Lightning's connection to hurricane intensification has eluded researchers for decades, and for a riveting 40 days this summer, NASA lightning researchers will peer inside storms in a way they never have before.
Earth scientists and engineers at NASA's Marshall Space Flight Center in Huntsville, Ala., will soon fly the Lightning Instrument Package, or LIP, a flight instrument designed to track and document lightning as hurricanes develop and intensify.
We're now putting LIP on an aircraft that can stay in the air for 30 hours," said Richard Blakeslee LIP principal investigator and Earth scientist at the the Marshall Center. "That’s unprecedented. We typically fly on airplanes that fly over a storm for a period of 10-15 minutes. But this plane can stay with a storm for hours."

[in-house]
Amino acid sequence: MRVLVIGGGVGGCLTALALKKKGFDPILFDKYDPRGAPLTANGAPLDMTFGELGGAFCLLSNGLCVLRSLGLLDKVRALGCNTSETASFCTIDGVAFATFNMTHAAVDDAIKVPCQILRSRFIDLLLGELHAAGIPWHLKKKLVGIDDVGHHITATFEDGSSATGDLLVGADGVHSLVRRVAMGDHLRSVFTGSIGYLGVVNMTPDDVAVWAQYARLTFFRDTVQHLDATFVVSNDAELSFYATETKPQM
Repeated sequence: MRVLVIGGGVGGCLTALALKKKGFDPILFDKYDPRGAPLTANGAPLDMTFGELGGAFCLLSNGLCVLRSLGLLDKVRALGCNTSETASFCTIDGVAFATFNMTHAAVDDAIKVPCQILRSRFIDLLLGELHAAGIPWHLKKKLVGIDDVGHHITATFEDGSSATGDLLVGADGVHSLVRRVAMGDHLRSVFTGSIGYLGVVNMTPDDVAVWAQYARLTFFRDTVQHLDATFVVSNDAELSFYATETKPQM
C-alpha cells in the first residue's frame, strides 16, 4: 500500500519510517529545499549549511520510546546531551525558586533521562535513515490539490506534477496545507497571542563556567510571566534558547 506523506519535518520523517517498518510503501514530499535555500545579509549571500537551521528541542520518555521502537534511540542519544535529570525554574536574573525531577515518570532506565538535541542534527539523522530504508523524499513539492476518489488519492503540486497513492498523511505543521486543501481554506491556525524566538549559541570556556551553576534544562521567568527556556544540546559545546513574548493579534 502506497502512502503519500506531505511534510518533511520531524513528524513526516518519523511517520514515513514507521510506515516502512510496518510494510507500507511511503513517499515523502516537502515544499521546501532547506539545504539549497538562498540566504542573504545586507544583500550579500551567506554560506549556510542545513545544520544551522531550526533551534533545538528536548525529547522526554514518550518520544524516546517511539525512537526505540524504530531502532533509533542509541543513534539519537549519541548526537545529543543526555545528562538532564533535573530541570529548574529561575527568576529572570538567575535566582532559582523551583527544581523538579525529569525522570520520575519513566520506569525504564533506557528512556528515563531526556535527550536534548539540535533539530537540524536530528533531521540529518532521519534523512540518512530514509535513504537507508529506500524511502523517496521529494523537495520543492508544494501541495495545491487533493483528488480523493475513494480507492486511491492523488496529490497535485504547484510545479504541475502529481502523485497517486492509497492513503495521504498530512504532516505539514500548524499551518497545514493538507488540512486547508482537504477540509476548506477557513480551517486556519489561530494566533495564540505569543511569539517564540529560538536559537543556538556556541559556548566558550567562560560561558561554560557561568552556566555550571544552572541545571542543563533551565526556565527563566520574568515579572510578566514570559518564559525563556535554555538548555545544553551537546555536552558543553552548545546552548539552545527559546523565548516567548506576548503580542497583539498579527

"We'll be able to see a storm in a way we’ve never seen it before," he added. "We'll see how the storm develops over the long term, and how lightning varies with all the other things going on inside a hurricane. It's the difference between a single photograph and a full length movie. That’s quite a paradigm shift."
"We can use lightning as a natural sensing tool to see into the heart of a storm," said Blakeslee. "Lightning allows us to get at rain and other processes going on within a storm."